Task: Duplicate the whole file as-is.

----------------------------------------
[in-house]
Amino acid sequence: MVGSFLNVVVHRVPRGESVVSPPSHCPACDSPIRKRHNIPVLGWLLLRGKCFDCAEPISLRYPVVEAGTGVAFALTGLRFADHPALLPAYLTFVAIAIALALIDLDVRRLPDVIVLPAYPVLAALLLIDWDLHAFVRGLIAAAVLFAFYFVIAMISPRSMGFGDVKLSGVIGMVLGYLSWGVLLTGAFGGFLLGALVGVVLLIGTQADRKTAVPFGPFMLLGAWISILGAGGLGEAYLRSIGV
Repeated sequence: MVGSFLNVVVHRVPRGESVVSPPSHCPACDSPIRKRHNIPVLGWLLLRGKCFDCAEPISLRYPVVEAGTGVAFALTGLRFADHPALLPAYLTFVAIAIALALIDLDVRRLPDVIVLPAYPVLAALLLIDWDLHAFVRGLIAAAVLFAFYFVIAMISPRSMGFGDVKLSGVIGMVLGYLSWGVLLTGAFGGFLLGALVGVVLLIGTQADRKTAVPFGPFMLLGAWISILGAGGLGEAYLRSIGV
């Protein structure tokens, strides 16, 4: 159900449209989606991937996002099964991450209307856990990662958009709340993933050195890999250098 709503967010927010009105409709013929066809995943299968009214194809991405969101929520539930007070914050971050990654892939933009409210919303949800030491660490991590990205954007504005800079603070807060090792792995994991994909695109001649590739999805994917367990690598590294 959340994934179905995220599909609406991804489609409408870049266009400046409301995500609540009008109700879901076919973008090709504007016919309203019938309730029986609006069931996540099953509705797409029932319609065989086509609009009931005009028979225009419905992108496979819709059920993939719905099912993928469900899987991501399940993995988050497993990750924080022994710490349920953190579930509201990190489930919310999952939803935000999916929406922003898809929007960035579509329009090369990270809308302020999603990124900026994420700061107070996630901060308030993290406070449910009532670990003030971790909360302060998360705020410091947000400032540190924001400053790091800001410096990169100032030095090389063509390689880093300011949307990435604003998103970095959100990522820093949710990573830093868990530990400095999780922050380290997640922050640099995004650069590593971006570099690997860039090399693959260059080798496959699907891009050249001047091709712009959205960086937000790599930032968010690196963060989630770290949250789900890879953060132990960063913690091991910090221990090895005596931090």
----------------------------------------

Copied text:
[in-house]
Amino acid sequence: MVGSFLNVVVHRVPRGESVVSPPSHCPACDSPIRKRHNIPVLGWLLLRGKCFDCAEPISLRYPVVEAGTGVAFALTGLRFADHPALLPAYLTFVAIAIALALIDLDVRRLPDVIVLPAYPVLAALLLIDWDLHAFVRGLIAAAVLFAFYFVIAMISPRSMGFGDVKLSGVIGMVLGYLSWGVLLTGAFGGFLLGALVGVVLLIGTQADRKTAVPFGPFMLLGAWISILGAGGLGEAYLRSIGV
Repeated sequence: MVGSFLNVVVHRVPRGESVVSPPSHCPACDSPIRKRHNIPVLGWLLLRGKCFDCAEPISLRYPVVEAGTGVAFALTGLRFADHPALLPAYLTFVAIAIALALIDLDVRRLPDVIVLPAYPVLAALLLIDWDLHAFVRGLIAAAVLFAFYFVIAMISPRSMGFGDVKLSGVIGMVLGYLSWGVLLTGAFGGFLLGALVGVVLLIGTQADRKTAVPFGPFMLLGAWISILGAGGLGEAYLRSIGV
């Protein structure tokens, strides 16, 4: 159900449209989606991937996002099964991450209307856990990662958009709340993933050195890999250098 709503967010927010009105409709013929066809995943299968009214194809991405969101929520539930007070914050971050990654892939933009409210919303949800030491660490991590990205954007504005800079603070807060090792792995994991994909695109001649590739999805994917367990690598590294 959340994934179905995220599909609406991804489609409408870049266009400046409301995500609540009008109700879901076919973008090709504007016919309203019938309730029986609006069931996540099953509705797409029932319609065989086509609009009931005009028979225009419905992108496979819709059920993939719905099912993928469900899987991501399940993995988050497993990750924080022994710490349920953190579930509201990190489930919310999952939803935000999916929406922003898809929007960035579509329009090369990270809308302020999603990124900026994420700061107070996630901060308030993290406070449910009532670990003030971790909360302060998360705020410091947000400032540190924001400053790091800001410096990169100032030095090389063509390689880093300011949307990435604003998103970095959100990522820093949710990573830093868990530990400095999780922050380290997640922050640099995004650069590593971006570099690997860039090399693959260059080798496959699907891009050249001047091709712009959205960086937000790599930032968010690196963060989630770290949250789900890879953060132990960063913690091991910090221990090895005596931090």